What is PSYCHO THRILL?
PSYCHO THRILL is a series of horror novellas — from the classic ghost story to the modern psychological thriller and dark fantasy. Each of the novellas has been first published in German and has been translated into English for the first time. Among the writers are popular German authors, as well as newcomers to the scene. Each story is self-contained. PSYCHO THRILL is produced by Uwe Voehl.
Michael Marcus Thurner, born in 1963, lives and works as a freelance writer in Vienna. He tried his hand at dozens of other professions but — in his own words — failed miserably at all of them. Among other accomplishments, he is a regular contributor to the PERRY RHODAN science-fiction series. Heyne Publishing has published two of his stand-alone sci-fi novels, Turils Reise (Turil’s Journey) and Plasmawelt (Plasmaworld). In November 2013, Blanvalet Publishing released his first fantasy novel, titled Der Gottbettler (The Beggar God).
“Can I buy you a drink?”
Marco looked up, irritated. Evelyn was standing there, smiling. The woman he had despised since they were children.
He couldn't muster anything more polite than that, not to Evelyn. Marco turned back to his friend Blink. They had been talking about soccer, as usual. Mostly about the poor season their favorite team was having and which players should be bought or sold.
“Come on,” she persisted. “I’d really like to buy you a drink.”
Evelyn’s behavior annoyed Marco. What did she want from him? They had never gotten along very well.
“We should finally hash things out. Can I join you?”
Blink grinned. “I wouldn’t want to disturb the happy couple.” He moved over, but not without a meaningful glance at Marco. As far as Evelyn was concerned, Marco and Blink had always been of one mind: she was stupidity personified. How she had made it through high school had always been a cause for speculation. Even more so since she had received an MBA. Had she slept with her professors, or had her parents made sizable contributions to the school or the university's foundations?
“Okay, fine.” Marco shrugged. “I’ll take a soda.”
Evelyn smiled, revealing flawless teeth like a string of pearls. “I’ll be right back.” She turned and walked away with a provocative sway of the hips that was not at all reminiscent of the clueless, clumsy, fourteen-year-old girl they had known at school.
“Careful — she wants something from you,” Blink hissed to Marco.
“After everything that happened back then?” Marco shook his head.
“She’s probably forgotten all that. Amoebas like her aren’t known for their excellent memories.” As the woman returned with the drinks, Blink grimaced and turned toward his neighbor on the right.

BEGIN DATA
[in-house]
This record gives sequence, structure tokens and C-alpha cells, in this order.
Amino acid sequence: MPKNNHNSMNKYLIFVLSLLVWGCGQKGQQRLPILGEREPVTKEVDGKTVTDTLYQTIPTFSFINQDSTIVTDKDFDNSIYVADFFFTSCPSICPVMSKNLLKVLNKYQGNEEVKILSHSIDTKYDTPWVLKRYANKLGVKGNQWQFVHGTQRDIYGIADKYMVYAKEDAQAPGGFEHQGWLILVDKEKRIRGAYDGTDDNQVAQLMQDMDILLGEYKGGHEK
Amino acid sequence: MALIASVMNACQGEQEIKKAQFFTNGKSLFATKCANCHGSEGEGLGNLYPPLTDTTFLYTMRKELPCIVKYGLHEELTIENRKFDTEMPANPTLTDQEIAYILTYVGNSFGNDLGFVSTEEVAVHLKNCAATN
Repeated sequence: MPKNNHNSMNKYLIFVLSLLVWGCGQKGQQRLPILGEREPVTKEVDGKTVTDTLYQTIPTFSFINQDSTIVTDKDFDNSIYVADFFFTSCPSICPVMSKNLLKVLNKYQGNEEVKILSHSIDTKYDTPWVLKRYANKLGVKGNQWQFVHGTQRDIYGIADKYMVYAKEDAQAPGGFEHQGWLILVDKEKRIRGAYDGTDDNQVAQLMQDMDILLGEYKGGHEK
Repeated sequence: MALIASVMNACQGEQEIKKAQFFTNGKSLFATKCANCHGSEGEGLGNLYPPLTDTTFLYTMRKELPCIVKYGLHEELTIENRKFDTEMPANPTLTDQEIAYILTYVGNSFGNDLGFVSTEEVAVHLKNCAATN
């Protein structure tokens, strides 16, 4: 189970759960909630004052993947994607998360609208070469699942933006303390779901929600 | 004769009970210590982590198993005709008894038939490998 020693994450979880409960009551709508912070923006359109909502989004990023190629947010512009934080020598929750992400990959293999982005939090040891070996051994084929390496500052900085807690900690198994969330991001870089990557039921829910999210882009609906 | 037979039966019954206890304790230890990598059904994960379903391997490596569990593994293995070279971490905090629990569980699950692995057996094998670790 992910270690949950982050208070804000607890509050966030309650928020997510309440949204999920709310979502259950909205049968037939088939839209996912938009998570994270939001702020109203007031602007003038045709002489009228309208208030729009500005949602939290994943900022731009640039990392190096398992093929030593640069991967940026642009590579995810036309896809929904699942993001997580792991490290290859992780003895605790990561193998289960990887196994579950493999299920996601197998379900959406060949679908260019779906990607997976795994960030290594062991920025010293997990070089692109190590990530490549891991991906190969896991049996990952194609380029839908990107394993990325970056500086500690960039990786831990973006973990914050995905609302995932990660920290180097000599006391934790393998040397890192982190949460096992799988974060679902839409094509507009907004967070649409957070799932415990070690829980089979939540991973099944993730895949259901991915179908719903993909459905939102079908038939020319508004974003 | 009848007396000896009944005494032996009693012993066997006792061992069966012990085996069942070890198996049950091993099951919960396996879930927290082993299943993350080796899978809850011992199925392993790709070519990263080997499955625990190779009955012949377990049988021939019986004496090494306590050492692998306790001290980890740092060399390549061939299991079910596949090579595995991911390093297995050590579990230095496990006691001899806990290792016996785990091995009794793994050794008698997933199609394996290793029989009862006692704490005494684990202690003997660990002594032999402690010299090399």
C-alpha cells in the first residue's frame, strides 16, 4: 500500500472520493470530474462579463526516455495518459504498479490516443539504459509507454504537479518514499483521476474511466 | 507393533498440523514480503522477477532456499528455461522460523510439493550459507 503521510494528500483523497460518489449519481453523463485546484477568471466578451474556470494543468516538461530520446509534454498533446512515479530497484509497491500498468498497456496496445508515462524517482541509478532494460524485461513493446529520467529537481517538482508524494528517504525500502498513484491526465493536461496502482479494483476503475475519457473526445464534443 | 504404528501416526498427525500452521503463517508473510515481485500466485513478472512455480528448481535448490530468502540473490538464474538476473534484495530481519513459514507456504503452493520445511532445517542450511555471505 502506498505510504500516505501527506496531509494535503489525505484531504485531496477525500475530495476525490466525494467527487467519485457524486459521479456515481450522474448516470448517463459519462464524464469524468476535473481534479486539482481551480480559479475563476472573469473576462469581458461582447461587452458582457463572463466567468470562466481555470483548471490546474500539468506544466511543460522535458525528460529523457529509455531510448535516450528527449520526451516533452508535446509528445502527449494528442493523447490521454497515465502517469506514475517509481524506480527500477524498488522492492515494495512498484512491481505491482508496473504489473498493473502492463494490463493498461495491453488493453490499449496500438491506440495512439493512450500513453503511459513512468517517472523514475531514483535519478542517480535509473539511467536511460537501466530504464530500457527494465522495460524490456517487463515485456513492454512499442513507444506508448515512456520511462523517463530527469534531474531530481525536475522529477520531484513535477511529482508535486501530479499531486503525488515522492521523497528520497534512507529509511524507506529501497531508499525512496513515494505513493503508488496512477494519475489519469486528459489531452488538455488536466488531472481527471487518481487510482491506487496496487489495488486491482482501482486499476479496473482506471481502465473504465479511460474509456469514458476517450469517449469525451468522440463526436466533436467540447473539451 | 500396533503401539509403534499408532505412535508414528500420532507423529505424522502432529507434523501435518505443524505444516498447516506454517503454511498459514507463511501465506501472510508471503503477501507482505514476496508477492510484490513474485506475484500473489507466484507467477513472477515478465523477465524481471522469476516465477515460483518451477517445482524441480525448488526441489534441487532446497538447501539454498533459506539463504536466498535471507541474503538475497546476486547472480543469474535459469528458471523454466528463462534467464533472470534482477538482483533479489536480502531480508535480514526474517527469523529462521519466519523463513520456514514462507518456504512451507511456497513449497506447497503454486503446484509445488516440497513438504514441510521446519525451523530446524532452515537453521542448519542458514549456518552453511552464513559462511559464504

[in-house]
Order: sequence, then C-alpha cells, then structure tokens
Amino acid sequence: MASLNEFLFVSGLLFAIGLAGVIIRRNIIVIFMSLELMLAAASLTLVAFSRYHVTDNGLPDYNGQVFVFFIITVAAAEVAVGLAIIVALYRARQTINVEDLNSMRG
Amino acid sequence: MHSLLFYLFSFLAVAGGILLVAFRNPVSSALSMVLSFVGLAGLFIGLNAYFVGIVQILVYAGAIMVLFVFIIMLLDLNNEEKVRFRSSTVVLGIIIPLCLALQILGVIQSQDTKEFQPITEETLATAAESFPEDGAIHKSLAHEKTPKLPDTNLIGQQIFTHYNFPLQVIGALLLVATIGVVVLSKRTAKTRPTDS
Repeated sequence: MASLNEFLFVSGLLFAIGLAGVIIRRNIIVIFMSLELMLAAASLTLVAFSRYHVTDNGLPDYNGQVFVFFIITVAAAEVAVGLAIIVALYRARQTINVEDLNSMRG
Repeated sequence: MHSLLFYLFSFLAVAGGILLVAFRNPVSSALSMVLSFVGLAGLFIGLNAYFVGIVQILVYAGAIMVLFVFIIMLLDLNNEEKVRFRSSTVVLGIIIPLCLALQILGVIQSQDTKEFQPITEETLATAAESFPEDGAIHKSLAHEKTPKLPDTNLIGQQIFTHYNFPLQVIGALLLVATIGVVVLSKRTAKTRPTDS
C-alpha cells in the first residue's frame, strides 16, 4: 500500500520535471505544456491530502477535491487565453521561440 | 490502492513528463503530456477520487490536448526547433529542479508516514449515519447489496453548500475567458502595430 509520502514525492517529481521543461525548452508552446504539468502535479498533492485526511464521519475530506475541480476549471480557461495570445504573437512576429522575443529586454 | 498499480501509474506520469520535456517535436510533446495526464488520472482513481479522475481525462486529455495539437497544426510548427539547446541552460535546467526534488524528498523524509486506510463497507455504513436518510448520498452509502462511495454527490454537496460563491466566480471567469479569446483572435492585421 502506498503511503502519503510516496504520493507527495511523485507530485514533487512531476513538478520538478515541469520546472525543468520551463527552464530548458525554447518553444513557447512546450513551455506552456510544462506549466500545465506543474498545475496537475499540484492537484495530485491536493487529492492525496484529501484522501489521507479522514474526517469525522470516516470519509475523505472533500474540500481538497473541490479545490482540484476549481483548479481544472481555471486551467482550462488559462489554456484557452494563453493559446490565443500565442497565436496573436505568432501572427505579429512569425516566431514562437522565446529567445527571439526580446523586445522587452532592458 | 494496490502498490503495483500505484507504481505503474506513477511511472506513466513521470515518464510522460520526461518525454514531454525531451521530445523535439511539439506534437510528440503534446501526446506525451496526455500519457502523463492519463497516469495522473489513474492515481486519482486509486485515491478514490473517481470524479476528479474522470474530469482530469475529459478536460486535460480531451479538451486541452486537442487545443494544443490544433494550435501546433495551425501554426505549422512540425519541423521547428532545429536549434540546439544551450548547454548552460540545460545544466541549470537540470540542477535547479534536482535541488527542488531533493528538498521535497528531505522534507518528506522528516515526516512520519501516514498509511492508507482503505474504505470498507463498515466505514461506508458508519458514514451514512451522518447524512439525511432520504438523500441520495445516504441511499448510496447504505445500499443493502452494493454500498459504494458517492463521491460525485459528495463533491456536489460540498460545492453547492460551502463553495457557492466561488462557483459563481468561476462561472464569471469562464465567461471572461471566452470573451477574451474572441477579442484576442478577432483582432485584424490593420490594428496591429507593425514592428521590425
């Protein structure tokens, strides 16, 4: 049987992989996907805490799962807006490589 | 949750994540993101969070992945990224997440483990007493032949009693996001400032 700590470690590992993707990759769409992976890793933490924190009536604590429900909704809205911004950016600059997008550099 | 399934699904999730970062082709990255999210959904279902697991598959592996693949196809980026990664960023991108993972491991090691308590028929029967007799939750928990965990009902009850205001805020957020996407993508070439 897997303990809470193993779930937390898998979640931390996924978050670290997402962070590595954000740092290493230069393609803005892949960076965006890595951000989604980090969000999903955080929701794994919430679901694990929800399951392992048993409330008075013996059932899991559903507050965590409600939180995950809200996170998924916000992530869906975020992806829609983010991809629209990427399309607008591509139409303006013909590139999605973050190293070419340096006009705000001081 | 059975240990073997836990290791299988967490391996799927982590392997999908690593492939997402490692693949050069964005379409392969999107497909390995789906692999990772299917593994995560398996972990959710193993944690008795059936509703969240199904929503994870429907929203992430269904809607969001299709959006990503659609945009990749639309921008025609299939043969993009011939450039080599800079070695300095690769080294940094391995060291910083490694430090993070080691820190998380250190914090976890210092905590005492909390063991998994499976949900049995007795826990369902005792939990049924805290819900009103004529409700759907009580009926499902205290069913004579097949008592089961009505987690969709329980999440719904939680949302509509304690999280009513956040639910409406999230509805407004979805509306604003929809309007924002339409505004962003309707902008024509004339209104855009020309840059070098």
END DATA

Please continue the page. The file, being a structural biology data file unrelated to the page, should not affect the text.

Evelyn placed a glass in front of Marco, who thanked her with a silent nod.
“So?” She was still smiling, stubbornly and persistently.
“So what?” He took a sip.
“It’s been a long time since we’ve talked to each other.”
“Talked to each other? We’ve never really talked to each other.”
Evelyn smelled good. She was wearing a perfume that was clouding his mind.
“And why is that?”
“Well … we don’t have anything in common,” he retorted.
Evelyn looked good, too. She was forty-four, like everyone else in the room. She was tall, and had a good figure — curves just where he liked them.
“How do you know that?”
“Because, you know … — damn it, Evi, what do you want from me? Even back in the day, we couldn’t stand each other.”
“Does that still have to be the case? It’s been twenty-five years since we graduated. We’re more mature, we’ve changed. I’ve changed.”
“We live in completely different worlds, Evi.” Marco stopped himself from saying what was on the tip of his tongue. She came from a rich family and had married well. Nothing had ever gone wrong for her. She had prioritized a certain lifestyle that emphasized material possessions over everything else. He, in contrast … well, he survived. He didn’t plan too far in advance and he took each day as it came.
“Show me your world, Marco.”
“You wouldn’t like it. It’s … dirty and messy.”
“Maybe that’s exactly what I like about you,” she whispered in his ear. “The dirtiness and vulgarity.”
Evi was damnably close to him. He could feel the warmth of her breath on his cheek. The top button of her blouse was undone, and her legs were crossed such that the slit in her skirt offered an ample view of her thighs.
“It's getting hot in here, isn't it?” she asked.
“Y-yeah.” Marco was at a loss for words. The class reunion had taken a completely unexpected turn. Evi, of all people, of all the dumbasses …
She picked up a coaster and slipped it into her purse.
“What’re you going to do with that?”
Evelyn shrugged and replied, “I collect all kinds of things. Would you like to take a walk with me? There’s nothing interesting going on here.”
Yes, the class reunion was pretty dire. People that had never known each other well twenty-five years ago were sitting around, boring each other to tears. They had all become strangers, chatting about meaningless trivia and laughing at stories from their school days that hadn’t been funny even back then.